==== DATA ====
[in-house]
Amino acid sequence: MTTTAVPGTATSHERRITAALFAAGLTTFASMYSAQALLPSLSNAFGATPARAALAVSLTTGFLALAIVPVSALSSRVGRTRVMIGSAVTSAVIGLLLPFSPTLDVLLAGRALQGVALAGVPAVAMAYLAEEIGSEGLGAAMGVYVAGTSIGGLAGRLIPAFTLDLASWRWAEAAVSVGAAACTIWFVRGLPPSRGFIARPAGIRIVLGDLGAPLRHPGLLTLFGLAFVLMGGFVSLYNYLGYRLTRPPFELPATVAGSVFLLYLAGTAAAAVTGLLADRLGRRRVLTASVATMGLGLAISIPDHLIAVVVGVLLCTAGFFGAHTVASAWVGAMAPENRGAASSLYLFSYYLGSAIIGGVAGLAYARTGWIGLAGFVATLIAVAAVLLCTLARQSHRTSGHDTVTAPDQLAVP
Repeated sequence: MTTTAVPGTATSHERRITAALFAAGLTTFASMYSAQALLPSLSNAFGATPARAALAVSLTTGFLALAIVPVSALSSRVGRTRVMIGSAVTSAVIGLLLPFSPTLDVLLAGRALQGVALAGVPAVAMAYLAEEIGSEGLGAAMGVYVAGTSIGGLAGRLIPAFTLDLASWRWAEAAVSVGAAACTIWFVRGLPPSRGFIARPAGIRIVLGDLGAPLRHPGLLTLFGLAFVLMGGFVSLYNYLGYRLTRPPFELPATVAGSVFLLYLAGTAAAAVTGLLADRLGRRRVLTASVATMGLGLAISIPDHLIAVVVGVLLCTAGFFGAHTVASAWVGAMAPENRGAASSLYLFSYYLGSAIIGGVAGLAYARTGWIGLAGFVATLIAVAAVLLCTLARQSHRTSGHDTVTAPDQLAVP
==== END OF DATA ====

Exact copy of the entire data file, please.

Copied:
[in-house]
Amino acid sequence: MTTTAVPGTATSHERRITAALFAAGLTTFASMYSAQALLPSLSNAFGATPARAALAVSLTTGFLALAIVPVSALSSRVGRTRVMIGSAVTSAVIGLLLPFSPTLDVLLAGRALQGVALAGVPAVAMAYLAEEIGSEGLGAAMGVYVAGTSIGGLAGRLIPAFTLDLASWRWAEAAVSVGAAACTIWFVRGLPPSRGFIARPAGIRIVLGDLGAPLRHPGLLTLFGLAFVLMGGFVSLYNYLGYRLTRPPFELPATVAGSVFLLYLAGTAAAAVTGLLADRLGRRRVLTASVATMGLGLAISIPDHLIAVVVGVLLCTAGFFGAHTVASAWVGAMAPENRGAASSLYLFSYYLGSAIIGGVAGLAYARTGWIGLAGFVATLIAVAAVLLCTLARQSHRTSGHDTVTAPDQLAVP
Repeated sequence: MTTTAVPGTATSHERRITAALFAAGLTTFASMYSAQALLPSLSNAFGATPARAALAVSLTTGFLALAIVPVSALSSRVGRTRVMIGSAVTSAVIGLLLPFSPTLDVLLAGRALQGVALAGVPAVAMAYLAEEIGSEGLGAAMGVYVAGTSIGGLAGRLIPAFTLDLASWRWAEAAVSVGAAACTIWFVRGLPPSRGFIARPAGIRIVLGDLGAPLRHPGLLTLFGLAFVLMGGFVSLYNYLGYRLTRPPFELPATVAGSVFLLYLAGTAAAAVTGLLADRLGRRRVLTASVATMGLGLAISIPDHLIAVVVGVLLCTAGFFGAHTVASAWVGAMAPENRGAASSLYLFSYYLGSAIIGGVAGLAYARTGWIGLAGFVATLIAVAAVLLCTLARQSHRTSGHDTVTAPDQLAVP